Theatre: A Midsummer Night's Dream; after Independence

By Evans, Lloyd | The Spectator, May 21, 2016 | Go to article overview

Theatre: A Midsummer Night's Dream; after Independence


Evans, Lloyd, The Spectator


The Globe's new chatelaine, Emma Rice, has certainly shaken the old place up. It's almost unrecognisable. Huge white plastic orbs dangle overhead amid plunging green chutes like rainforest vines. The back wall is smothered in a blinding rampart of explosively coloured saffron petals. Up top, partially concealed by pillars, lurks a rock band togged up in a blend of Elizabethan casuals and modern gear. Presiding over everything is an Indian matriarch, seated in cross-legged solemnity, playing an electric sitar whose headstock (the bit with the tuning pegs) resembles a Fender bass. What are we supposed to make of this weird, druggy, space-age Bollywood mash-up? Nothing much. Except that Shakespeare belongs now, and then, and here and there, and everywhere. Which comes as a fantastic relief. What a stylish departure from the usual updates, which tend to drag the text, bound and gagged, up some anthropological avenue that turns out to be a dead end.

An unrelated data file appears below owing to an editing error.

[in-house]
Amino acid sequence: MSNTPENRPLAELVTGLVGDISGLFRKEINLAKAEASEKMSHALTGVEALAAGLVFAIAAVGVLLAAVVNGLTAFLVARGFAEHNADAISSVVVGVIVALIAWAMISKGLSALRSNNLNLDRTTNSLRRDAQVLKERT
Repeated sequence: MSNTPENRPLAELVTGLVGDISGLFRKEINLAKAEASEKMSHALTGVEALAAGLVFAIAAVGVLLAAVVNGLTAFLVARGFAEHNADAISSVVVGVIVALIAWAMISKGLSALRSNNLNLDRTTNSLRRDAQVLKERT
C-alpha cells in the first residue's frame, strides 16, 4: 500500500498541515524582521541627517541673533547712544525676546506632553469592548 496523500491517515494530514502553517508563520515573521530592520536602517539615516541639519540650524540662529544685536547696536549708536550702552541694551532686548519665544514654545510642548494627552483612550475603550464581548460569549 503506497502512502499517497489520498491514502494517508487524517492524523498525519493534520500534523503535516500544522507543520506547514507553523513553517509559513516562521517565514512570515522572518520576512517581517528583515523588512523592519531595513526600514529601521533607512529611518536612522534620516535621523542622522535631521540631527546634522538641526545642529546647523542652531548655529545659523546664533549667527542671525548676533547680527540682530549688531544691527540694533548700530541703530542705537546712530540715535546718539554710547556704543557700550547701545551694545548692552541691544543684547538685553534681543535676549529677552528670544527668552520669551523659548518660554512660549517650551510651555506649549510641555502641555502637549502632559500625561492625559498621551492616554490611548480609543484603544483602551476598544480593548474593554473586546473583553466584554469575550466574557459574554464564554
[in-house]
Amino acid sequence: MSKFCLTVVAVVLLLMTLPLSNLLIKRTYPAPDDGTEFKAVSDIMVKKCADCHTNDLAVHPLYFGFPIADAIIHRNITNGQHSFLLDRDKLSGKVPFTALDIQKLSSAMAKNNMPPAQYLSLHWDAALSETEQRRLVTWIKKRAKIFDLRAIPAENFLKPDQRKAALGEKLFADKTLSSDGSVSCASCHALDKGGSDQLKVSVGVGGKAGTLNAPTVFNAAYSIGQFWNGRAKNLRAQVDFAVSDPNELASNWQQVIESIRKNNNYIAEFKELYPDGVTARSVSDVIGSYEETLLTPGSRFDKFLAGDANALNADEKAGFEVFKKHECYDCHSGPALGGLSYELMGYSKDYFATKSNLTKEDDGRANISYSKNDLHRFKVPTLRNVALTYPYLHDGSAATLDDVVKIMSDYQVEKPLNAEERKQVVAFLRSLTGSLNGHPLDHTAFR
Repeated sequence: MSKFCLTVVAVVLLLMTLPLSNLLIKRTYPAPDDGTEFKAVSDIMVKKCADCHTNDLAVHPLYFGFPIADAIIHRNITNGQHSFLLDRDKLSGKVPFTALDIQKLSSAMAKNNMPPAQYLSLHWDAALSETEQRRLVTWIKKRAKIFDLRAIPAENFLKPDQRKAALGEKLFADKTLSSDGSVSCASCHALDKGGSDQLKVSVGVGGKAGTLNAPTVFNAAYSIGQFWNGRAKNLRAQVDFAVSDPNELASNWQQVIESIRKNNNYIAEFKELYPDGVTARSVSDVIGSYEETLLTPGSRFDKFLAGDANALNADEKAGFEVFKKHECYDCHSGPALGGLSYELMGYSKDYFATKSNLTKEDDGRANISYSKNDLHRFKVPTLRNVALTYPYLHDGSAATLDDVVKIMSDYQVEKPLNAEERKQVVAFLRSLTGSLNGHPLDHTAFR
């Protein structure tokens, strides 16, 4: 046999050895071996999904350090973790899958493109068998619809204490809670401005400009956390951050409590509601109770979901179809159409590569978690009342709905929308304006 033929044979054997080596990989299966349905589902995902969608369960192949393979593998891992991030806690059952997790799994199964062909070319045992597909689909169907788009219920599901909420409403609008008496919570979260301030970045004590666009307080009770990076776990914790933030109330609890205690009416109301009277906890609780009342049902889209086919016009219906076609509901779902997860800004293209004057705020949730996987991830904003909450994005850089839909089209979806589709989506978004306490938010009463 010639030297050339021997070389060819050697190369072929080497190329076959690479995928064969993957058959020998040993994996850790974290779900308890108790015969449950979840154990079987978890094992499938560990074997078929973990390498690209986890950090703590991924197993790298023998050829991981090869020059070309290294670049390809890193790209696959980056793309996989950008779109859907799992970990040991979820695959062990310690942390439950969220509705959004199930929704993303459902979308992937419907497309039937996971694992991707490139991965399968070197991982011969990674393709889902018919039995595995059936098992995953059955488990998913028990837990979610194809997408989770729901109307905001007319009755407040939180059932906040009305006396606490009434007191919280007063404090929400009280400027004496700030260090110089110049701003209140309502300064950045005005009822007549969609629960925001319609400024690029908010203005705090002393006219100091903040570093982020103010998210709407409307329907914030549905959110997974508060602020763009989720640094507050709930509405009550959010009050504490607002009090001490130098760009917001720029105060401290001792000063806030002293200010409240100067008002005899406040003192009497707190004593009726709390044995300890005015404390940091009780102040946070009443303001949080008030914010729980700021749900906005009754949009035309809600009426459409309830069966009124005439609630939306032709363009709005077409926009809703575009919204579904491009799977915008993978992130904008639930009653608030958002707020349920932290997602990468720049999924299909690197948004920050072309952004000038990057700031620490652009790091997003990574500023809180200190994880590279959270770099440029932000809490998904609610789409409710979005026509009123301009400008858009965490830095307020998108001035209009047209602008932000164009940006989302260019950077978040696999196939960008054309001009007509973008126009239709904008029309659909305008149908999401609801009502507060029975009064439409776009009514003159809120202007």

The show opens with a dig at the Globe's traditions. A crew of actors dressed as the officious stewards who enforce the theatre's self-imposed rules barge their way on stage and deliver a 'Bankside health and safety lecture'. We're warned of sunstroke (on a cold, cloudy evening), whose dangers are compounded by the fact that the main symptoms -- confusion and fatigue -- are indistinguishable from the normal human response to a Shakespeare play. Then there's a fire drill. The groundlings are told to form two wide alleys through which the actors may pass before anyone else can leave the burning building.

And so begins A Midsummer Night's Dream along with a vibrant score of toe-tapping music that offers a knowing commentary on the text. There are bursts of Bowie and Beyoncé, and snatches of George Formby and Marilyn Monroe, which add delicious feather-light suggestions and illuminations that link our culture with the Elizabethan age. It's wonderful stuff. The ensemble work, the visual exuberance, and the fun-loving spirit of the piece are astoundingly good. One example. The play features Shakespeare's deadliest attempt at farce: intoxicated Titania conceives an erotic desire for Bottom, who's dressed as a donkey. Nothing in this jape enlists our sympathy. We don't care for the quasi-bestial relationship. We don't care for Titania's predicament (because Titania drugged is not Titania). And we don't care for the donkey because his donkeyishness is a cowardly prank intended to humiliate a helpless woman. And invariably, when the gag falls flat, the players try to compensate with laborious attempts at comedy. …

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